"That doesn't mean we should abandon existing best-practice treatments that are based on our knowledge of other human coronaviruses, but an unbiased, gradual assembly of the key COVID-19 puzzle pieces for different patient cohorts—based on sex, age, ethnicity, pre-existing comorbidities—is what is needed to modify the existing treatment guidelines, subsequently providing the most adequate care to COVID-19 patients."

The review article was produced by the European Group on Immunology of Sepsis (EGIS) in which Professor Martin-Loeches is one of the funding members. EGIS is a multidisciplinary group of scientists and doctors with special interest in severe infection in patients admitted to ICU.


Marcin F Osuchowski et al, The COVID-19 puzzle: deciphering pathophysiology and phenotypes of a new disease entity, The Lancet Respiratory Medicine (2021). DOI: 10.1016/S2213-2600(21)00218-6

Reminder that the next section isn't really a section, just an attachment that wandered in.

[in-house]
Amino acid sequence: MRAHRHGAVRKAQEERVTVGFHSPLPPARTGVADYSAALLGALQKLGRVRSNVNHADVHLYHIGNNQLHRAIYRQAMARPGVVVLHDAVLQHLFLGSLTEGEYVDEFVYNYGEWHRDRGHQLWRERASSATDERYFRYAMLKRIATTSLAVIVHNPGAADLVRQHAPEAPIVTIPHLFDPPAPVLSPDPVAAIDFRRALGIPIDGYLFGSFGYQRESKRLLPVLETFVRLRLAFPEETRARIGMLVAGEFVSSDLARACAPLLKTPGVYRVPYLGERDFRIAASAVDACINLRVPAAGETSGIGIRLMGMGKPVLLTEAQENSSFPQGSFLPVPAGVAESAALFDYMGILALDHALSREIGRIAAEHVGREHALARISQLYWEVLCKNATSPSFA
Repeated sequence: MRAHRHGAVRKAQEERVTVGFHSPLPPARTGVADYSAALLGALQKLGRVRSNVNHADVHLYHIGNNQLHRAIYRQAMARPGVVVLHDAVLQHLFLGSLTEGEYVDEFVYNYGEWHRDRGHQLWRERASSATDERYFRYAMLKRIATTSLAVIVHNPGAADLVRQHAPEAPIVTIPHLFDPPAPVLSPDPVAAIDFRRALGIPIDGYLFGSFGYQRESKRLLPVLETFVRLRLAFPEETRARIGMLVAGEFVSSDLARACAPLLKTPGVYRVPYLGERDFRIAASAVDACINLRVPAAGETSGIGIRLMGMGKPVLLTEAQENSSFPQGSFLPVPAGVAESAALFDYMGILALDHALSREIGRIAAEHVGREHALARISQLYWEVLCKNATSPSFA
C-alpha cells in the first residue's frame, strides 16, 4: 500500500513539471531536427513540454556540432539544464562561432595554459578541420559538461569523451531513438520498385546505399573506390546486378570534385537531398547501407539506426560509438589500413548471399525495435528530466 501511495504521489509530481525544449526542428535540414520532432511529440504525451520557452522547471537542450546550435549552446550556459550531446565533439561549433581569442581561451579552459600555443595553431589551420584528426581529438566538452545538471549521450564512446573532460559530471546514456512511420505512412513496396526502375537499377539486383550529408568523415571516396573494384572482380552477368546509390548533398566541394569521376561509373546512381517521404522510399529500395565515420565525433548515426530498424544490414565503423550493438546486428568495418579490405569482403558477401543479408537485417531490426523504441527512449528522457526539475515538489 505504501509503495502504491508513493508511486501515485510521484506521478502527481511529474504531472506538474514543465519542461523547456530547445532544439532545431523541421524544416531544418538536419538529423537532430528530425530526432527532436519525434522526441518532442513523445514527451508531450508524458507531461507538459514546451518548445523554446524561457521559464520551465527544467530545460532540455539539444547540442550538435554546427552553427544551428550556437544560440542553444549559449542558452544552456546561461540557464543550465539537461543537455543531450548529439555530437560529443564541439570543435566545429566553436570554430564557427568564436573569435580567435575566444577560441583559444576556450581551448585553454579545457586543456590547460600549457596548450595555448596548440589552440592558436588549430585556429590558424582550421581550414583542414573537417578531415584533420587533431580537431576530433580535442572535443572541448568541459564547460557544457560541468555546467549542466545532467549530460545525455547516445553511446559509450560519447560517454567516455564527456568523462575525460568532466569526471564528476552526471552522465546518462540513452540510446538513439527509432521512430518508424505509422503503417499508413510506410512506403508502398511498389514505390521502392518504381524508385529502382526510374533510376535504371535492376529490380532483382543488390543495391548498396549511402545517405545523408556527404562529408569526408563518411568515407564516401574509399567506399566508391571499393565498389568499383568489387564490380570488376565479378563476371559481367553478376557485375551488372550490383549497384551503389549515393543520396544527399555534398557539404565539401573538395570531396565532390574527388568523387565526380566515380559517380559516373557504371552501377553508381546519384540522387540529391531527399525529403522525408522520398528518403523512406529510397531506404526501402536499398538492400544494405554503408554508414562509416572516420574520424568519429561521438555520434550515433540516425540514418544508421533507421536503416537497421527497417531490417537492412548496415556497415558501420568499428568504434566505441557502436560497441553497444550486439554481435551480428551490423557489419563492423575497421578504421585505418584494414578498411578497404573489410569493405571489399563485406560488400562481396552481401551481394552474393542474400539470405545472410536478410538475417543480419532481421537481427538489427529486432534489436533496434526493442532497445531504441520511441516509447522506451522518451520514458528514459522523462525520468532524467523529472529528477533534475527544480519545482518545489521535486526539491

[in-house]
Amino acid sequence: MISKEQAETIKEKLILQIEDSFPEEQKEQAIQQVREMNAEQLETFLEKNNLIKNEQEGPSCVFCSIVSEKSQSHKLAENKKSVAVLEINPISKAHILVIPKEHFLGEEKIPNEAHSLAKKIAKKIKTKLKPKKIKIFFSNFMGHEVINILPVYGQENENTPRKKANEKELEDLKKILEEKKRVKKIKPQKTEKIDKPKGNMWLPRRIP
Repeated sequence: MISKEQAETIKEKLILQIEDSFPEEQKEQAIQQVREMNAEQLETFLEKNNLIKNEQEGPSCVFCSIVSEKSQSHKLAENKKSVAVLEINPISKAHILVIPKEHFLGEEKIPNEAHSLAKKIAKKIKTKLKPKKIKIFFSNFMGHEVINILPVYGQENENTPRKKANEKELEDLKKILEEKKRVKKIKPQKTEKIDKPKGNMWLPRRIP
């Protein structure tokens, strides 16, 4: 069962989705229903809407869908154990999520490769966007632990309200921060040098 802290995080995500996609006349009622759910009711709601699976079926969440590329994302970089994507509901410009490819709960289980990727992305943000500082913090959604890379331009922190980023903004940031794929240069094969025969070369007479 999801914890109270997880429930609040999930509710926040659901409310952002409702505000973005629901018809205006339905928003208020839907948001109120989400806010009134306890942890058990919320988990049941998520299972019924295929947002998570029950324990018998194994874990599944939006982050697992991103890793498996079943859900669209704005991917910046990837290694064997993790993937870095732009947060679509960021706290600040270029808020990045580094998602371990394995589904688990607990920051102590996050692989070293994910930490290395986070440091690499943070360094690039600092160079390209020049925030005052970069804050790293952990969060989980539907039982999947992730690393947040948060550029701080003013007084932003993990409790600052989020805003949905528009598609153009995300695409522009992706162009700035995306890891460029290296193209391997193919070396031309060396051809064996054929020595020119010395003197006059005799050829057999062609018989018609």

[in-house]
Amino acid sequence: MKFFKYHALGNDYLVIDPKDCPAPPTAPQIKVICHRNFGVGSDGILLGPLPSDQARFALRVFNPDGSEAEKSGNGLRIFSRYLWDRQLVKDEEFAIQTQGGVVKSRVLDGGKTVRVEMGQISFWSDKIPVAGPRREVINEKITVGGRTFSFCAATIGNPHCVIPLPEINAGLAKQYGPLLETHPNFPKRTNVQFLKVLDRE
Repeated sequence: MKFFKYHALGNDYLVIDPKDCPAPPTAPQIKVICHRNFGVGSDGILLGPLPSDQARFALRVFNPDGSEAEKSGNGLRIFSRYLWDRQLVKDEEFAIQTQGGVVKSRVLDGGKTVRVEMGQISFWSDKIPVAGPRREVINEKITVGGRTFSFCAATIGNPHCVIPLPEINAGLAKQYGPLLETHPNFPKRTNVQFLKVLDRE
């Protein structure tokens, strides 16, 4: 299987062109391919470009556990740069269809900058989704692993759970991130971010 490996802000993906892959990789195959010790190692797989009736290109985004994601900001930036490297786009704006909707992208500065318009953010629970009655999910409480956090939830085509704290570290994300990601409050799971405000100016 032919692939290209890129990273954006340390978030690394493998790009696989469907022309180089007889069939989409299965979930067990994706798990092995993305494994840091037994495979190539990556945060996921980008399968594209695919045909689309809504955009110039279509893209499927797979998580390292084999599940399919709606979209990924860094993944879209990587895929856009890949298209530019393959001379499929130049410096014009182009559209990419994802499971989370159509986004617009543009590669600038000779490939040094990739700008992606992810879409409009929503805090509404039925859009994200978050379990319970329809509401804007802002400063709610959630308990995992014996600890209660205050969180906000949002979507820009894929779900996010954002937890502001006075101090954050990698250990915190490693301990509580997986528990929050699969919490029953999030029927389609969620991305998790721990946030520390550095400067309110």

Scientists Claim to Spot Fungus Growing on Mars in NASA Rover Photos

The hunt for life on Mars continues, with NASA’s latest rover Perseverance using its scientific instrumentation to scan the Jezero Crater, an area believed to be a dried up ancient lake, for any signs of ancient microbial life.

But according to an international team of researchers, the space agencies other rovers may have already found signs of relatively advanced life — in the form of “fungus-like Martian specimens,” according to a new paper published in the journal Advances in Microbiology.

The team, which includes researchers from the Harvard-Smithsonian Center for Astrophysics and George Mason University, believes they have found photographic evidence of a variety of fungus-like organisms, some resembling the shape of puffballs, a round cloud-like fungus found in abundance back here on Earth, on the Red Planet.

Their evidence: images taken by NASA’s Opportunity and Curiosity rovers as well as the agency’s HiRISE high-resolution camera attached to the Mars Reconnaissance Orbiter.